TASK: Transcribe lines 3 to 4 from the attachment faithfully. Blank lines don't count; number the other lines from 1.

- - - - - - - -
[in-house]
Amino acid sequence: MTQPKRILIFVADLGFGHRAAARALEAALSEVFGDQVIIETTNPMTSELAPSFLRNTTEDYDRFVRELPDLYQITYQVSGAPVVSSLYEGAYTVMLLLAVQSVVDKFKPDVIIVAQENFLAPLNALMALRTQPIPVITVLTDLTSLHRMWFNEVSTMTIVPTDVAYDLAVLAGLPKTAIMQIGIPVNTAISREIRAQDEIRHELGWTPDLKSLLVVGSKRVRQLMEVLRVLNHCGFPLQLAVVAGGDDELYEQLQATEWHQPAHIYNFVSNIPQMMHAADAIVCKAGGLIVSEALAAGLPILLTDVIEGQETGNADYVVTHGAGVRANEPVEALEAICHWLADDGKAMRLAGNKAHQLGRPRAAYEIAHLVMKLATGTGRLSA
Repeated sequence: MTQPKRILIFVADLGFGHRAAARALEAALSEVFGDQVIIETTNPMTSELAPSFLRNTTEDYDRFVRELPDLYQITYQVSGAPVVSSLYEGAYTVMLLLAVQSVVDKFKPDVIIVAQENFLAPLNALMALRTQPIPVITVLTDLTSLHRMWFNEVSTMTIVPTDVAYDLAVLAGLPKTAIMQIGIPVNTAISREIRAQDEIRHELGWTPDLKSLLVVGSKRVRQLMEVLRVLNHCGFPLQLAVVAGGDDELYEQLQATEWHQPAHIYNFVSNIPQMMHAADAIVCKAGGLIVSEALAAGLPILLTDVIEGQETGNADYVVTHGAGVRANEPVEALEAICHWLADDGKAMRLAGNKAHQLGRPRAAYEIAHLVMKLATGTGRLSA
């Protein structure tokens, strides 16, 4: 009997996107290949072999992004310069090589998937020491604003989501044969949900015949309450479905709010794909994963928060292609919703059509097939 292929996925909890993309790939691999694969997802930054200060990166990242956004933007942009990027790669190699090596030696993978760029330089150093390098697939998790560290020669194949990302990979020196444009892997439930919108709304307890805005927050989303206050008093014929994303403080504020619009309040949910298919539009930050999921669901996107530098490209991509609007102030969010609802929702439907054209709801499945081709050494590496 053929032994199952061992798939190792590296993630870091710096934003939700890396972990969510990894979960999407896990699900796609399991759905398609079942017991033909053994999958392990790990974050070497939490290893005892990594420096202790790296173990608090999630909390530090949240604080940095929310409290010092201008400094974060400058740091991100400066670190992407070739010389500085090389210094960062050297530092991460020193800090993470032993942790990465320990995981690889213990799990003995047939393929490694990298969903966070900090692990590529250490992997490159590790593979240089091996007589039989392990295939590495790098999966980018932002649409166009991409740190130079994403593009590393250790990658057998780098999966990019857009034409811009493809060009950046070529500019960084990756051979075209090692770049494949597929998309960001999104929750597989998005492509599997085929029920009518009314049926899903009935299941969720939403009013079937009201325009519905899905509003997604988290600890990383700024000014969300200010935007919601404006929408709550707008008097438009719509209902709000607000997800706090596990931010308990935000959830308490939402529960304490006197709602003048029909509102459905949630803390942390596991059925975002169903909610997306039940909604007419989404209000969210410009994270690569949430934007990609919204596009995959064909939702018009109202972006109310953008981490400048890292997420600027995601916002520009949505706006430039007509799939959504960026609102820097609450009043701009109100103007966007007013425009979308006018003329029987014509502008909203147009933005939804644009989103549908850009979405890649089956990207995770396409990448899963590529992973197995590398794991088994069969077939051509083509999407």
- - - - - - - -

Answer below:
Repeated sequence: MTQPKRILIFVADLGFGHRAAARALEAALSEVFGDQVIIETTNPMTSELAPSFLRNTTEDYDRFVRELPDLYQITYQVSGAPVVSSLYEGAYTVMLLLAVQSVVDKFKPDVIIVAQENFLAPLNALMALRTQPIPVITVLTDLTSLHRMWFNEVSTMTIVPTDVAYDLAVLAGLPKTAIMQIGIPVNTAISREIRAQDEIRHELGWTPDLKSLLVVGSKRVRQLMEVLRVLNHCGFPLQLAVVAGGDDELYEQLQATEWHQPAHIYNFVSNIPQMMHAADAIVCKAGGLIVSEALAAGLPILLTDVIEGQETGNADYVVTHGAGVRANEPVEALEAICHWLADDGKAMRLAGNKAHQLGRPRAAYEIAHLVMKLATGTGRLSA
């Protein structure tokens, strides 16, 4: 009997996107290949072999992004310069090589998937020491604003989501044969949900015949309450479905709010794909994963928060292609919703059509097939 292929996925909890993309790939691999694969997802930054200060990166990242956004933007942009990027790669190699090596030696993978760029330089150093390098697939998790560290020669194949990302990979020196444009892997439930919108709304307890805005927050989303206050008093014929994303403080504020619009309040949910298919539009930050999921669901996107530098490209991509609007102030969010609802929702439907054209709801499945081709050494590496 053929032994199952061992798939190792590296993630870091710096934003939700890396972990969510990894979960999407896990699900796609399991759905398609079942017991033909053994999958392990790990974050070497939490290893005892990594420096202790790296173990608090999630909390530090949240604080940095929310409290010092201008400094974060400058740091991100400066670190992407070739010389500085090389210094960062050297530092991460020193800090993470032993942790990465320990995981690889213990799990003995047939393929490694990298969903966070900090692990590529250490992997490159590790593979240089091996007589039989392990295939590495790098999966980018932002649409166009991409740190130079994403593009590393250790990658057998780098999966990019857009034409811009493809060009950046070529500019960084990756051979075209090692770049494949597929998309960001999104929750597989998005492509599997085929029920009518009314049926899903009935299941969720939403009013079937009201325009519905899905509003997604988290600890990383700024000014969300200010935007919601404006929408709550707008008097438009719509209902709000607000997800706090596990931010308990935000959830308490939402529960304490006197709602003048029909509102459905949630803390942390596991059925975002169903909610997306039940909604007419989404209000969210410009994270690569949430934007990609919204596009995959064909939702018009109202972006109310953008981490400048890292997420600027995601916002520009949505706006430039007509799939959504960026609102820097609450009043701009109100103007966007007013425009979308006018003329029987014509502008909203147009933005939804644009989103549908850009979405890649089956990207995770396409990448899963590529992973197995590398794991088994069969077939051509083509999407």